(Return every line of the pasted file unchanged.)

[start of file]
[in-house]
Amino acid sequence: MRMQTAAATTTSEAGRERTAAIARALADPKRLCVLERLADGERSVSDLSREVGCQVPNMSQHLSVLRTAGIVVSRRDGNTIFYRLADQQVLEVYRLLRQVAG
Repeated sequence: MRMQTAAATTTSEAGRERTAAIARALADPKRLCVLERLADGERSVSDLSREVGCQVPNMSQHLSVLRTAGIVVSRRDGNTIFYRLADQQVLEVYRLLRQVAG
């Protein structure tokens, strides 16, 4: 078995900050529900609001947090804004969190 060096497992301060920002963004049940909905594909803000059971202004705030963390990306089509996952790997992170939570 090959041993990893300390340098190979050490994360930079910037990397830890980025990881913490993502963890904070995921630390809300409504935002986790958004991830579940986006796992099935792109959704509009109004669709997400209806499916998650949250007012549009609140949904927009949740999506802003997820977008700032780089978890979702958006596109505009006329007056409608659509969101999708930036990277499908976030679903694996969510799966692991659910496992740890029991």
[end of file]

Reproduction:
[in-house]
Amino acid sequence: MRMQTAAATTTSEAGRERTAAIARALADPKRLCVLERLADGERSVSDLSREVGCQVPNMSQHLSVLRTAGIVVSRRDGNTIFYRLADQQVLEVYRLLRQVAG
Repeated sequence: MRMQTAAATTTSEAGRERTAAIARALADPKRLCVLERLADGERSVSDLSREVGCQVPNMSQHLSVLRTAGIVVSRRDGNTIFYRLADQQVLEVYRLLRQVAG
């Protein structure tokens, strides 16, 4: 078995900050529900609001947090804004969190 060096497992301060920002963004049940909905594909803000059971202004705030963390990306089509996952790997992170939570 090959041993990893300390340098190979050490994360930079910037990397830890980025990881913490993502963890904070995921630390809300409504935002986790958004991830579940986006796992099935792109959704509009109004669709997400209806499916998650949250007012549009609140949904927009949740999506802003997820977008700032780089978890979702958006596109505009006329007056409608659509969101999708930036990277499908976030679903694996969510799966692991659910496992740890029991």